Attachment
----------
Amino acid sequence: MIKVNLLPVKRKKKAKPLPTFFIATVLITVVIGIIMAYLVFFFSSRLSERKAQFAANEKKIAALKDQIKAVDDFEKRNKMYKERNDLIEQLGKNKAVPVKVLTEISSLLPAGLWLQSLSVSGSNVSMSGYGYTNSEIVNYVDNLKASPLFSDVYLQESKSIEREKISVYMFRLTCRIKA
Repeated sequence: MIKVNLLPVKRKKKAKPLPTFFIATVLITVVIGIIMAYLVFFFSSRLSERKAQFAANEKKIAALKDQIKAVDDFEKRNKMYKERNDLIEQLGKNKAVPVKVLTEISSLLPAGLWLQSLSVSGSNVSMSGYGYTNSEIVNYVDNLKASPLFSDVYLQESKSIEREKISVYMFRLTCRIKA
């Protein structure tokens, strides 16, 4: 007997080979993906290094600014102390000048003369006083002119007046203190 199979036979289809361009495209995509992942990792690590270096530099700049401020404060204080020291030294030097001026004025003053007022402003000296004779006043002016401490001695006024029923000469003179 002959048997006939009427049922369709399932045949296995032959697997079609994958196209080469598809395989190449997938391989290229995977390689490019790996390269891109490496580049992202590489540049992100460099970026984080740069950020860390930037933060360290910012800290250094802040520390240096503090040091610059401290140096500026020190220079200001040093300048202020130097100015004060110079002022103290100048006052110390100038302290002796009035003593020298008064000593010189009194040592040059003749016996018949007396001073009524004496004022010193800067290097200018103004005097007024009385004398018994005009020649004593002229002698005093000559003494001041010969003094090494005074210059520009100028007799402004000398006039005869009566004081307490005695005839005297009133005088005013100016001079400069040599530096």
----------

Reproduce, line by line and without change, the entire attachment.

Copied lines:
Amino acid sequence: MIKVNLLPVKRKKKAKPLPTFFIATVLITVVIGIIMAYLVFFFSSRLSERKAQFAANEKKIAALKDQIKAVDDFEKRNKMYKERNDLIEQLGKNKAVPVKVLTEISSLLPAGLWLQSLSVSGSNVSMSGYGYTNSEIVNYVDNLKASPLFSDVYLQESKSIEREKISVYMFRLTCRIKA
Repeated sequence: MIKVNLLPVKRKKKAKPLPTFFIATVLITVVIGIIMAYLVFFFSSRLSERKAQFAANEKKIAALKDQIKAVDDFEKRNKMYKERNDLIEQLGKNKAVPVKVLTEISSLLPAGLWLQSLSVSGSNVSMSGYGYTNSEIVNYVDNLKASPLFSDVYLQESKSIEREKISVYMFRLTCRIKA
């Protein structure tokens, strides 16, 4: 007997080979993906290094600014102390000048003369006083002119007046203190 199979036979289809361009495209995509992942990792690590270096530099700049401020404060204080020291030294030097001026004025003053007022402003000296004779006043002016401490001695006024029923000469003179 002959048997006939009427049922369709399932045949296995032959697997079609994958196209080469598809395989190449997938391989290229995977390689490019790996390269891109490496580049992202590489540049992100460099970026984080740069950020860390930037933060360290910012800290250094802040520390240096503090040091610059401290140096500026020190220079200001040093300048202020130097100015004060110079002022103290100048006052110390100038302290002796009035003593020298008064000593010189009194040592040059003749016996018949007396001073009524004496004022010193800067290097200018103004005097007024009385004398018994005009020649004593002229002698005093000559003494001041010969003094090494005074210059520009100028007799402004000398006039005869009566004081307490005695005839005297009133005088005013100016001079400069040599530096």